It is good to see that plans are underway to repair the Moliniere Landslide (“the Slide”). The repairs to the Slide proposes an extensive geotechnical investigation which will likely include the mobilisation of expensive drilling equipment in order to advance a number of soil borings to further evaluate the geology of the area and assess the slide plane along which the Slide is occurring.
Because of the need for specialised drilling equipment that is not available on the island, the geotechnical investigation will likely require approximately 6 months to complete and will cost over $100,000 EC.
In the meantime, there is evidence that the Slide continues to move and it is possible that prior to completing the geotechnical investigation the Slide could rupture and hence the initial geotechnical investigation could provide little data that could not otherwise be obtained during the excavation of the Slide.
The following is an approach using a series of steps that eliminates the initial geotechnical investigation thereby reducing the time required to repair the Slide and road with significant cost savings.
Step 1 – Secure and stabilise the Slide by preventing further movement above the escarpment and within the Slide. This can be done by installing sheet pile walls at strategic locations within the Slide to further reduce movement along the slide plane;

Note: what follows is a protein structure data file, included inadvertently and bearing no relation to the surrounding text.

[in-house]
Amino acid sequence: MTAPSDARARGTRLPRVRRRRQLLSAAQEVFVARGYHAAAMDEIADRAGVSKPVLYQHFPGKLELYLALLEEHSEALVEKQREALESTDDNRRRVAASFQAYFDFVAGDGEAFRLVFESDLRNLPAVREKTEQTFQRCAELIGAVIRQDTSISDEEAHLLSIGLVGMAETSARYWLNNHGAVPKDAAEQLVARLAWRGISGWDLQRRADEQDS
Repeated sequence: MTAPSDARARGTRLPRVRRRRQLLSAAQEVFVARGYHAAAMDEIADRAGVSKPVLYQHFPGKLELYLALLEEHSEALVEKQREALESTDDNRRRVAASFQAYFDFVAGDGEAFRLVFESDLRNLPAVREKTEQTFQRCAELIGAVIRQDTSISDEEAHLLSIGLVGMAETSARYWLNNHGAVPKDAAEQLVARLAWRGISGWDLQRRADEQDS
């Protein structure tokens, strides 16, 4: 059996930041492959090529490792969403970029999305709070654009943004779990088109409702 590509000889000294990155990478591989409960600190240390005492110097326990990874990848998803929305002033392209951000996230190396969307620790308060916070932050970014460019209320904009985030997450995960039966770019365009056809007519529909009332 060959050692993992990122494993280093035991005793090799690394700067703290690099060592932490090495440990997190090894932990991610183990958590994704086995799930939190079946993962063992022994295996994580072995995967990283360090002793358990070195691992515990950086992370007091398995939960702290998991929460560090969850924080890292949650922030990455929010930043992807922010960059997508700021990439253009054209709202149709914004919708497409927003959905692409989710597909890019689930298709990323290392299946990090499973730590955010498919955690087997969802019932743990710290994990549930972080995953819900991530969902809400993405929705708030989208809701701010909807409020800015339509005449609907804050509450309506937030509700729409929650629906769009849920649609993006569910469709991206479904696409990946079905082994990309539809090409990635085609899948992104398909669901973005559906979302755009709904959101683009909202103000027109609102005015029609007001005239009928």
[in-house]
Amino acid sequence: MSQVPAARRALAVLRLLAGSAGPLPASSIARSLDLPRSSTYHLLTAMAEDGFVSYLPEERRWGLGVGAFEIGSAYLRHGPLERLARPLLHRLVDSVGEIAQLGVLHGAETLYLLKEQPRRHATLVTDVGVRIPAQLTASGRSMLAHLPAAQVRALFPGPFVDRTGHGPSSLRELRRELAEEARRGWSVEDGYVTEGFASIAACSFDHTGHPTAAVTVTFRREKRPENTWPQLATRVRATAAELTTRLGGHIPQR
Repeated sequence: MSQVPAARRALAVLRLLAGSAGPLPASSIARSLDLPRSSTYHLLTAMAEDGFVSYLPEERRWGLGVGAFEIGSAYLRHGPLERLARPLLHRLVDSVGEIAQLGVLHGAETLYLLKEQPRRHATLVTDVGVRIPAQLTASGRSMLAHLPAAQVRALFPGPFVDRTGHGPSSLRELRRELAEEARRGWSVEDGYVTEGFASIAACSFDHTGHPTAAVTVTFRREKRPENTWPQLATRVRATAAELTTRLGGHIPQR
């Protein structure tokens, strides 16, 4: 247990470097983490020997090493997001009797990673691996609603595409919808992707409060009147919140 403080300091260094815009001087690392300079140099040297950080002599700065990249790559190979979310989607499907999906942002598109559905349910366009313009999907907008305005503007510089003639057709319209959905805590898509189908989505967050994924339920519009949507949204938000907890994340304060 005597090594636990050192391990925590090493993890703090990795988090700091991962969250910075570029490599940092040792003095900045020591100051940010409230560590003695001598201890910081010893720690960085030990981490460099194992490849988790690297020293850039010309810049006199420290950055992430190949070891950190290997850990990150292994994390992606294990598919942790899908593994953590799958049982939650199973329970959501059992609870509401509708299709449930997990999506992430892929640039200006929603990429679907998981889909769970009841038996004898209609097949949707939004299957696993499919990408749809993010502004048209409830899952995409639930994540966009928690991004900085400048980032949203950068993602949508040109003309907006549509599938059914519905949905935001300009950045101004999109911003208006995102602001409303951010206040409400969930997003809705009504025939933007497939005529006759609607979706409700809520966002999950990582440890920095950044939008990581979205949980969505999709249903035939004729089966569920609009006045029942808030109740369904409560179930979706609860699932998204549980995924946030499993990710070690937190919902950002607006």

Step 2 – Create a surficial geologic map of the Slide. The map will identify all cracks, fissures, surficial materials and various features within the Slide. Surveyed elevation and markers within the Slide will be identified on the map as well as dimensions, including length and width of the Slide as well as vertical displacement and width of cracks and fissures;
Step 3 – Remove the existing vacant buildings within the Slide using the excavators;
Step 4 – Using excavators and bulldozers, already present on the island, begin removing soil from within the slide plane. This removal will begin at the top of the Slide to reduce the mass of the soil at the head scrap and further reduce the potential for additional sliding;
Step 5 – Remove the loose soil along the slope of the Slide creating a 3:1 (H:V) slope or less or as determined by the project engineer. The side slopes of the excavated Slide will also be reduced to 3:1 (H:V) or less, as determined by the project engineer and tracked walked to stabilize them; and
Step 6 – Once the excavated slopes have been further stabilised by removing the loose soil, further assess the geology within the Slide using a series of test pits or trenches, created using the excavator, to determine the potential depth of the slide plane. Determining the depth of the slide plane is critical to designing and building retaining walls that will be required to rebuild the slope and road that is so critical to the flow of traffic along the west coast of the island.
Editor’s Note: The writer of the above is a Grenadian living in the Diaspora who is a qualified Geologist.